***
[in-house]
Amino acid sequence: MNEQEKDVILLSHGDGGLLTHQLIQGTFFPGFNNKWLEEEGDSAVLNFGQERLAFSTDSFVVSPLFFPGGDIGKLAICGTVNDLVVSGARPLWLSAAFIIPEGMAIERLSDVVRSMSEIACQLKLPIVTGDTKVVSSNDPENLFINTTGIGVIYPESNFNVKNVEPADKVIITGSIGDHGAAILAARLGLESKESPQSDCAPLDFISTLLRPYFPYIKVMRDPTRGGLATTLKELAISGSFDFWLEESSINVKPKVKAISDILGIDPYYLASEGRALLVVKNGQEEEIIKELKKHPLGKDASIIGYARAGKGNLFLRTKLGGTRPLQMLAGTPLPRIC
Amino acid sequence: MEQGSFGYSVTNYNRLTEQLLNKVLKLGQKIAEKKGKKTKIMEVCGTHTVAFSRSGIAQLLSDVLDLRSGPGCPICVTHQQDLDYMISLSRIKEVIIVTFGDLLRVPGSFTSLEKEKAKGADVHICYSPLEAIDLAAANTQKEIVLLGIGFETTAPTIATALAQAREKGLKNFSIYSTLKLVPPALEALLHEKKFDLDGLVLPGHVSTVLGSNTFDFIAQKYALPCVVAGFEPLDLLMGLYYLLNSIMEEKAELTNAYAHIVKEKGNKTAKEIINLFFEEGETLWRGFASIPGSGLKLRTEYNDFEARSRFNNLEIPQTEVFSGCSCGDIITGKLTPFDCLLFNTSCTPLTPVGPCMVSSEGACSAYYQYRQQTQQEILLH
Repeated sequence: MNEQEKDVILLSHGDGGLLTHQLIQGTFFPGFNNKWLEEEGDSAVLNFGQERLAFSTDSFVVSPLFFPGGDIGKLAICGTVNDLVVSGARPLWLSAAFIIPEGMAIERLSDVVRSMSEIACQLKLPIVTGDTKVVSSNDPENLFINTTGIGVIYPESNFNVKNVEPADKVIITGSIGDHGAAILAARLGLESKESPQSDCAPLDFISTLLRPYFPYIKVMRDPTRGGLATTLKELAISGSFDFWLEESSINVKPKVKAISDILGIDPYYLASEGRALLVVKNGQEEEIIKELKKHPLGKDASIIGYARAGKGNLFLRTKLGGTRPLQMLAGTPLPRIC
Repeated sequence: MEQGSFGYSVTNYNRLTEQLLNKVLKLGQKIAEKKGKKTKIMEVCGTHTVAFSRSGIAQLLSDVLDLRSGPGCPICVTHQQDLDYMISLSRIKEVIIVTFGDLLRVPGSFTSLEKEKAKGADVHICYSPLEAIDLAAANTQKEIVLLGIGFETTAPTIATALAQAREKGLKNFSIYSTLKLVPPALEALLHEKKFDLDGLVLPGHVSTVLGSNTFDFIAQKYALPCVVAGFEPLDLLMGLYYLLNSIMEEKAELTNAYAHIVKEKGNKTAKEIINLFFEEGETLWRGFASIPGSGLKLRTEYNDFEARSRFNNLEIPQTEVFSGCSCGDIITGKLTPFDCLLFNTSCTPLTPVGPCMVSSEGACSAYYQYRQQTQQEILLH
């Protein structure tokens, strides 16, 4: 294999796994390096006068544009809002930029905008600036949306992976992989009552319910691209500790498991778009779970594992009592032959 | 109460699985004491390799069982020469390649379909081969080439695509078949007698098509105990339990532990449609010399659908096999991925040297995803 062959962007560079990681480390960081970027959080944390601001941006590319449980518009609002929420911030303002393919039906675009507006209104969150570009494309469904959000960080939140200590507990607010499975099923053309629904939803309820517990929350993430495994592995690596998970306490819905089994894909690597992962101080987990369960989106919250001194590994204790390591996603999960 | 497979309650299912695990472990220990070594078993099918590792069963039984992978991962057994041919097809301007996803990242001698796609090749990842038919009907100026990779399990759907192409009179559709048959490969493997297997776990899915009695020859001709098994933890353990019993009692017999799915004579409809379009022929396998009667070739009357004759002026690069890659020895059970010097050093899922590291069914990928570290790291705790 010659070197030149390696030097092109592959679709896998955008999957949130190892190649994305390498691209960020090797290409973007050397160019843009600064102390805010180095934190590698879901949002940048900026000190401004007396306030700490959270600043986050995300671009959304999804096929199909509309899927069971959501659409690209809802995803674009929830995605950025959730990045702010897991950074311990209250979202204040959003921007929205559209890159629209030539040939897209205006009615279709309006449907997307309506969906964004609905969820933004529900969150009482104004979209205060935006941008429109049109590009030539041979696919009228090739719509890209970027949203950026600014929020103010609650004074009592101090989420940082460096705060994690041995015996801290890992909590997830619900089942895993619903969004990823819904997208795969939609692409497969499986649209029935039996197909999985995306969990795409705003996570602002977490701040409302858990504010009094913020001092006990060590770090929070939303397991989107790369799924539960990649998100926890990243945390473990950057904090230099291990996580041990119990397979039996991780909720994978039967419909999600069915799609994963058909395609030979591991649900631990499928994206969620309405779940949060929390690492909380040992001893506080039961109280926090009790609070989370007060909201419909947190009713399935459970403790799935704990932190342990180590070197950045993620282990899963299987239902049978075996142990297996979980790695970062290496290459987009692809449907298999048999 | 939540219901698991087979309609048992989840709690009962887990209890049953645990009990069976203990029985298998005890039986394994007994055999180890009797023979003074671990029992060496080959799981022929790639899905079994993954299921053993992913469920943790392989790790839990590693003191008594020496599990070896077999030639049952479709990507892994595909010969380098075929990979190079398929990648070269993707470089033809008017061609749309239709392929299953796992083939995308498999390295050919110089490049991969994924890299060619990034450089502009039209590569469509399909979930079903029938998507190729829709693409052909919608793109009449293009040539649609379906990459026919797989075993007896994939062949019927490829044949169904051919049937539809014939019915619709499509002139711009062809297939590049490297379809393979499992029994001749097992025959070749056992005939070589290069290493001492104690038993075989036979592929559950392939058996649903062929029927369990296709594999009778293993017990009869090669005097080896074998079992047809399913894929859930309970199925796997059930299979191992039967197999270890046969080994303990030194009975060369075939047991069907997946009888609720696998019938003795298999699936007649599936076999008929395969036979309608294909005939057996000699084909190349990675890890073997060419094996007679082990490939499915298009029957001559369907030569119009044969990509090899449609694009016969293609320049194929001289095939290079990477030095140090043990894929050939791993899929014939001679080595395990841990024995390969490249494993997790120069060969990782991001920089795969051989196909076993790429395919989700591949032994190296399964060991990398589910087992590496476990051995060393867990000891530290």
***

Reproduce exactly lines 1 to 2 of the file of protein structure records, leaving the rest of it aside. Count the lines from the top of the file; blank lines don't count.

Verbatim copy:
[in-house]
Amino acid sequence: MNEQEKDVILLSHGDGGLLTHQLIQGTFFPGFNNKWLEEEGDSAVLNFGQERLAFSTDSFVVSPLFFPGGDIGKLAICGTVNDLVVSGARPLWLSAAFIIPEGMAIERLSDVVRSMSEIACQLKLPIVTGDTKVVSSNDPENLFINTTGIGVIYPESNFNVKNVEPADKVIITGSIGDHGAAILAARLGLESKESPQSDCAPLDFISTLLRPYFPYIKVMRDPTRGGLATTLKELAISGSFDFWLEESSINVKPKVKAISDILGIDPYYLASEGRALLVVKNGQEEEIIKELKKHPLGKDASIIGYARAGKGNLFLRTKLGGTRPLQMLAGTPLPRIC